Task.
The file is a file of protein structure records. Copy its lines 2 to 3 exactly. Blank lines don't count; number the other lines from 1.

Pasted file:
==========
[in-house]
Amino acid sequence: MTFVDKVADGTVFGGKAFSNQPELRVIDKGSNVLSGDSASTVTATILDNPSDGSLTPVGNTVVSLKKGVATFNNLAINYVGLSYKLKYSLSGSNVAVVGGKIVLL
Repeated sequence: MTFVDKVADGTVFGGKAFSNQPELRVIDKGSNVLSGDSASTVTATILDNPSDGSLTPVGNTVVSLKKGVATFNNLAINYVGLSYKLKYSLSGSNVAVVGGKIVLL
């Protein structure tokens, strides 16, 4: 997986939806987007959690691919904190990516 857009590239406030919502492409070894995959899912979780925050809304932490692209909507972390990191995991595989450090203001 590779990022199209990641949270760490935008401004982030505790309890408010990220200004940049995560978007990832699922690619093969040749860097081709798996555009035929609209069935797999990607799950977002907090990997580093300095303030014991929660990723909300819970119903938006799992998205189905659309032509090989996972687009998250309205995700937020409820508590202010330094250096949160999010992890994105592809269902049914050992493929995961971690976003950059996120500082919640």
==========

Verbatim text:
Amino acid sequence: MTFVDKVADGTVFGGKAFSNQPELRVIDKGSNVLSGDSASTVTATILDNPSDGSLTPVGNTVVSLKKGVATFNNLAINYVGLSYKLKYSLSGSNVAVVGGKIVLL
Repeated sequence: MTFVDKVADGTVFGGKAFSNQPELRVIDKGSNVLSGDSASTVTATILDNPSDGSLTPVGNTVVSLKKGVATFNNLAINYVGLSYKLKYSLSGSNVAVVGGKIVLL